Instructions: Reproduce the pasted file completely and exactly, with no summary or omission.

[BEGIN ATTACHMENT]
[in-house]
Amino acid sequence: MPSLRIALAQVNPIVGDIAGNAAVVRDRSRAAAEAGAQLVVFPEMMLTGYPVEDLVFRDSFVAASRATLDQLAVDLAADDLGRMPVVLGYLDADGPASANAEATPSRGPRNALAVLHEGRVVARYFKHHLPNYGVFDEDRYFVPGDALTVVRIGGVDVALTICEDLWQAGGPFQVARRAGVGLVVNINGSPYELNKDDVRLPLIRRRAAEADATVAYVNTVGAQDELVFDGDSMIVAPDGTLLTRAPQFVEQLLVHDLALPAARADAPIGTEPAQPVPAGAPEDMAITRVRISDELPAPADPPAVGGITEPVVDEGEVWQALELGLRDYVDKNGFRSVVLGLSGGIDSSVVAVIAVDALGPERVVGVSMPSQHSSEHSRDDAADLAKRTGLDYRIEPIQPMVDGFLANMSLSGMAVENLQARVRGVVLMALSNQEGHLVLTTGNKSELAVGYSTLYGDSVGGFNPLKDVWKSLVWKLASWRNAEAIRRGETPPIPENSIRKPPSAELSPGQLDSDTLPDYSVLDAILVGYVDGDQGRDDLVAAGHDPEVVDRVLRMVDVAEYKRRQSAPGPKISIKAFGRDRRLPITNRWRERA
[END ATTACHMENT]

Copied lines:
[in-house]
Amino acid sequence: MPSLRIALAQVNPIVGDIAGNAAVVRDRSRAAAEAGAQLVVFPEMMLTGYPVEDLVFRDSFVAASRATLDQLAVDLAADDLGRMPVVLGYLDADGPASANAEATPSRGPRNALAVLHEGRVVARYFKHHLPNYGVFDEDRYFVPGDALTVVRIGGVDVALTICEDLWQAGGPFQVARRAGVGLVVNINGSPYELNKDDVRLPLIRRRAAEADATVAYVNTVGAQDELVFDGDSMIVAPDGTLLTRAPQFVEQLLVHDLALPAARADAPIGTEPAQPVPAGAPEDMAITRVRISDELPAPADPPAVGGITEPVVDEGEVWQALELGLRDYVDKNGFRSVVLGLSGGIDSSVVAVIAVDALGPERVVGVSMPSQHSSEHSRDDAADLAKRTGLDYRIEPIQPMVDGFLANMSLSGMAVENLQARVRGVVLMALSNQEGHLVLTTGNKSELAVGYSTLYGDSVGGFNPLKDVWKSLVWKLASWRNAEAIRRGETPPIPENSIRKPPSAELSPGQLDSDTLPDYSVLDAILVGYVDGDQGRDDLVAAGHDPEVVDRVLRMVDVAEYKRRQSAPGPKISIKAFGRDRRLPITNRWRERA